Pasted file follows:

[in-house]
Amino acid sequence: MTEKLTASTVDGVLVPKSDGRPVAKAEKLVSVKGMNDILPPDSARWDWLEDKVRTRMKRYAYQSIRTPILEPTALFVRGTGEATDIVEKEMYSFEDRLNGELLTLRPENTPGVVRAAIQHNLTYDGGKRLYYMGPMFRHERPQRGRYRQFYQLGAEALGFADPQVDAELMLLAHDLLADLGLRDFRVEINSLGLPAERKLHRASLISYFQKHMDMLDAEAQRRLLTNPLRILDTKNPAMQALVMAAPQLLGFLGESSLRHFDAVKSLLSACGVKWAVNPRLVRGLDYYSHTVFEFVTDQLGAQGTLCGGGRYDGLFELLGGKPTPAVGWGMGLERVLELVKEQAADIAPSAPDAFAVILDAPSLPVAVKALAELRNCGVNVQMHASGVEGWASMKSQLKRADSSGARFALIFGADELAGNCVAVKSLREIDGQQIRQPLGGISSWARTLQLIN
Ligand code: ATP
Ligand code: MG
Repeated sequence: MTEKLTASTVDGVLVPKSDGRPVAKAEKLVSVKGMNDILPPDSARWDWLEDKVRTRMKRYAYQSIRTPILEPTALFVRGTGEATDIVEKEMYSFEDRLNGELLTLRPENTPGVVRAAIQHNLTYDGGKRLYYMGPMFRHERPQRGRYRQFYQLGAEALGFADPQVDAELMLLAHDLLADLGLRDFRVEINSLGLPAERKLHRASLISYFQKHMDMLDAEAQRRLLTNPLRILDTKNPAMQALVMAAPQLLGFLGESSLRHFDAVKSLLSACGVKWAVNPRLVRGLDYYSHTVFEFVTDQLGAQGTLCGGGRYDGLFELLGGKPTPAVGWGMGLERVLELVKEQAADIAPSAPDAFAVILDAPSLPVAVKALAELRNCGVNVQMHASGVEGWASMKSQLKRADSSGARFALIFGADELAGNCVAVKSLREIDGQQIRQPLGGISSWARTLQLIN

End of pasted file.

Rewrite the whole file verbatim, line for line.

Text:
[in-house]
Amino acid sequence: MTEKLTASTVDGVLVPKSDGRPVAKAEKLVSVKGMNDILPPDSARWDWLEDKVRTRMKRYAYQSIRTPILEPTALFVRGTGEATDIVEKEMYSFEDRLNGELLTLRPENTPGVVRAAIQHNLTYDGGKRLYYMGPMFRHERPQRGRYRQFYQLGAEALGFADPQVDAELMLLAHDLLADLGLRDFRVEINSLGLPAERKLHRASLISYFQKHMDMLDAEAQRRLLTNPLRILDTKNPAMQALVMAAPQLLGFLGESSLRHFDAVKSLLSACGVKWAVNPRLVRGLDYYSHTVFEFVTDQLGAQGTLCGGGRYDGLFELLGGKPTPAVGWGMGLERVLELVKEQAADIAPSAPDAFAVILDAPSLPVAVKALAELRNCGVNVQMHASGVEGWASMKSQLKRADSSGARFALIFGADELAGNCVAVKSLREIDGQQIRQPLGGISSWARTLQLIN
Ligand code: ATP
Ligand code: MG
Repeated sequence: MTEKLTASTVDGVLVPKSDGRPVAKAEKLVSVKGMNDILPPDSARWDWLEDKVRTRMKRYAYQSIRTPILEPTALFVRGTGEATDIVEKEMYSFEDRLNGELLTLRPENTPGVVRAAIQHNLTYDGGKRLYYMGPMFRHERPQRGRYRQFYQLGAEALGFADPQVDAELMLLAHDLLADLGLRDFRVEINSLGLPAERKLHRASLISYFQKHMDMLDAEAQRRLLTNPLRILDTKNPAMQALVMAAPQLLGFLGESSLRHFDAVKSLLSACGVKWAVNPRLVRGLDYYSHTVFEFVTDQLGAQGTLCGGGRYDGLFELLGGKPTPAVGWGMGLERVLELVKEQAADIAPSAPDAFAVILDAPSLPVAVKALAELRNCGVNVQMHASGVEGWASMKSQLKRADSSGARFALIFGADELAGNCVAVKSLREIDGQQIRQPLGGISSWARTLQLIN